So, today was Katie’s appointment with the neurosurgeon.
I was expecting a pretty basic meet-n-greet. This is a Baclofen pump, this is how we place it, etc etc. Let’s get this on the schedule quick and move on to the big surgery, which is already scheduled for October.
We spent a good 45 minutes with this doctor. She seemed a little preoccupied with Katie’s diagnosis. 1. Agenesis of the corpus callosum. 2. Cerebral palsy. 3. Dystonia. These all kind of flow together, right?
Well… sort of. Not exactly. Actually, many people with agenesis of the corpus callosum are walking and talking. Some of them don’t even know they are missing this part of their brain. Sometimes this is an incidental finding when someone needs a brain MRI for some other reason.
Of course, this is a spectrum that affects people differently. I know several other kids with ACC. Some of them walk, some of them don’t. Some of them talk, some of them don’t.
Anyway, this doctor (who is Harvard trained, and has a seriously impressive CV) was a little concerned that something might be getting missed.
We haven’t had much luck with oral meds or Botox to help Katie’s muscle tone. So, the Baclofen pump might not work. This means the Baclofen trial, where they give her the drug by epidural to see how she responds to it, is back on the table.
She also wants a spinal MRI (which the orthopedic surgeon hadn’t mentioned to date. Great, let’s take my confidence in him down a notch.), and a ‘quick’ brain MRI. She is wondering whether Katie might have a tethered cord. This is a structural anomaly at the bottom portion of the spinal cord, and can have an impact on the lower part of the body. It is usually pretty fixable with surgery.
So, we agreed to go ahead and do the trial and do the MRI – hopefully together. Then we moved on to the next appointment.
Doctor B (appointment #2 for the afternoon) had talked with Doctor A. She had intended that we would skip the trial portion, so she was backpedalling a little. Doc A was hoping we could administer the trial dose while she was still under the anesthesia from the MRI. Doc B says this won’t work, as we won’t know what result comes from the anesthesia and what comes from the drug. Also, to do a single dose trial, she would need for Katie to be cooperative and to hold still for a lumbar puncture. (Oh, did you hear me laughing hysterically? The rest of Minneapolis did.)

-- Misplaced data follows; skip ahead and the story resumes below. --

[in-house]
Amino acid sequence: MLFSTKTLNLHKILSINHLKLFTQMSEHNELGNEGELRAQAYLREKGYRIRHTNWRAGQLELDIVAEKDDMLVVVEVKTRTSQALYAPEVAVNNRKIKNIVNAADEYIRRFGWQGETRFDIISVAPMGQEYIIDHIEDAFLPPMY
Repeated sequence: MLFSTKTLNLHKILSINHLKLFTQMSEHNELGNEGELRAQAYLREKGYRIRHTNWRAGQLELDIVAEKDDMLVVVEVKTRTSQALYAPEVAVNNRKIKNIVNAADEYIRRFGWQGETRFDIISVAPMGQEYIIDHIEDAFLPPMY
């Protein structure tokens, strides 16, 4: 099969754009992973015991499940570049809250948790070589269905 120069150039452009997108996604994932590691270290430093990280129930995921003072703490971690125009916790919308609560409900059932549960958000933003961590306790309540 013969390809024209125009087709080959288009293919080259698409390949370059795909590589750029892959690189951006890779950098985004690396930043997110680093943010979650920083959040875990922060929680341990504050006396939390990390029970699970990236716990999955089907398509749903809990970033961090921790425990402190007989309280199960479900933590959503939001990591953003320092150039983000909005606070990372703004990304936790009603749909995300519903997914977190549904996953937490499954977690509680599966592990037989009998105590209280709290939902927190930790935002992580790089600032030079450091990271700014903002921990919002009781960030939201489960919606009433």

So, now we need to schedule a MRI. We need to schedule a drug trial that sounds like it could be 2-3 days in the hospital. I still have no confidence in this trial, because Katie hates (HATES!) all things medical, and sitting in a hospital is guaranteed to result in a very grumpy kid. Also, with the epidural, she won’t be able to be in her chair, which is one of the things that is currently a challenge, and where we’re hoping to gain some relief.
Then I asked the million dollar question. If oral meds don’t work, and Botox doesn’t work, and the Baclofen pump isn’t a good option… what do we do about her muscle tone?
Doctor B had to pause at this point. Her first response was pretty telling, though.
“I would refer you back to a neurologist at that point, to see if there’s anything they could do.”
Translation: there isn’t anything more I can do.
But she was still chewing on it. She wanted something to give me, clearly.
“There is deep brain stimulation.” She looked thoughtful. “We do have a doctor here who does that. It usually works best for people who have primary dystonia from a genetic defect, but it might be an option.”
Did you just hear me sigh? The rest of Minneapolis did.
So, the doctors are going to have a confab about my little sweetheart. Doctor A and Doctor B have both promised to get back to me by the end of next week. Not what I expected or what I was hoping for on this trip.
And now, I have something new to research. Which means I won’t be sleeping any time soon.